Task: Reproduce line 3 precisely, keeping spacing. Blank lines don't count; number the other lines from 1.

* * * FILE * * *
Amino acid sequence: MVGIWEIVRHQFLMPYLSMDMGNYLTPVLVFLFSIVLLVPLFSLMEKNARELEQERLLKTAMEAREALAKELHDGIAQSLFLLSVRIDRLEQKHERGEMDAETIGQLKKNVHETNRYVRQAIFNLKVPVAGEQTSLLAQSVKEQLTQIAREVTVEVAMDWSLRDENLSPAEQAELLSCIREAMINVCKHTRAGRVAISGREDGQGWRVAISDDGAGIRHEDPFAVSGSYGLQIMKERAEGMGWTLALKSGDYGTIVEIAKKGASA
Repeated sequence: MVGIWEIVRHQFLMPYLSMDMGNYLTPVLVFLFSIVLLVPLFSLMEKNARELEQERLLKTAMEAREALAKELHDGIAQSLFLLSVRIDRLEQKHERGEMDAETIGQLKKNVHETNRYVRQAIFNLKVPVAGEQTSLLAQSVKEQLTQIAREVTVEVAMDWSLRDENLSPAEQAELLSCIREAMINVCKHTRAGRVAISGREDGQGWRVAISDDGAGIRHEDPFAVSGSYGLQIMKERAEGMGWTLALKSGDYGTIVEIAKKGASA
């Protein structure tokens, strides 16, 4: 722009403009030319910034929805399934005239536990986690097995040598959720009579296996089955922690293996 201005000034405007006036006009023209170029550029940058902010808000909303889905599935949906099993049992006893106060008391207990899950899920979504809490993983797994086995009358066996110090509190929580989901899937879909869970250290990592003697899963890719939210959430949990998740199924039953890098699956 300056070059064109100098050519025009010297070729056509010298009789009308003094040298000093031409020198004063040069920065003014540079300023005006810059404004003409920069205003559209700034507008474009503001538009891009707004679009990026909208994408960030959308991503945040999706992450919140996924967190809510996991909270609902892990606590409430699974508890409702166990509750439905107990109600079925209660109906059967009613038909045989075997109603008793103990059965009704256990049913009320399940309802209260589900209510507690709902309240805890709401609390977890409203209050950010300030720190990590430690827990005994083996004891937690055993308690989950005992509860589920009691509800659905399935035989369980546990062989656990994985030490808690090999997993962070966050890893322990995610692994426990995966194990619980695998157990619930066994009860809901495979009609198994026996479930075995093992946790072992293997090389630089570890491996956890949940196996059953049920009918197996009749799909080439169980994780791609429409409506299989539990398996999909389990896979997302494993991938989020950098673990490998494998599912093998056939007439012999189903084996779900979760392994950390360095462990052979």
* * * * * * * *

């Protein structure tokens, strides 16, 4: 722009403009030319910034929805399934005239536990986690097995040598959720009579296996089955922690293996 201005000034405007006036006009023209170029550029940058902010808000909303889905599935949906099993049992006893106060008391207990899950899920979504809490993983797994086995009358066996110090509190929580989901899937879909869970250290990592003697899963890719939210959430949990998740199924039953890098699956 300056070059064109100098050519025009010297070729056509010298009789009308003094040298000093031409020198004063040069920065003014540079300023005006810059404004003409920069205003559209700034507008474009503001538009891009707004679009990026909208994408960030959308991503945040999706992450919140996924967190809510996991909270609902892990606590409430699974508890409702166990509750439905107990109600079925209660109906059967009613038909045989075997109603008793103990059965009704256990049913009320399940309802209260589900209510507690709902309240805890709401609390977890409203209050950010300030720190990590430690827990005994083996004891937690055993308690989950005992509860589920009691509800659905399935035989369980546990062989656990994985030490808690090999997993962070966050890893322990995610692994426990995966194990619980695998157990619930066994009860809901495979009609198994026996479930075995093992946790072992293997090389630089570890491996956890949940196996059953049920009918197996009749799909080439169980994780791609429409409506299989539990398996999909389990896979997302494993991938989020950098673990490998494998599912093998056939007439012999189903084996779900979760392994950390360095462990052979």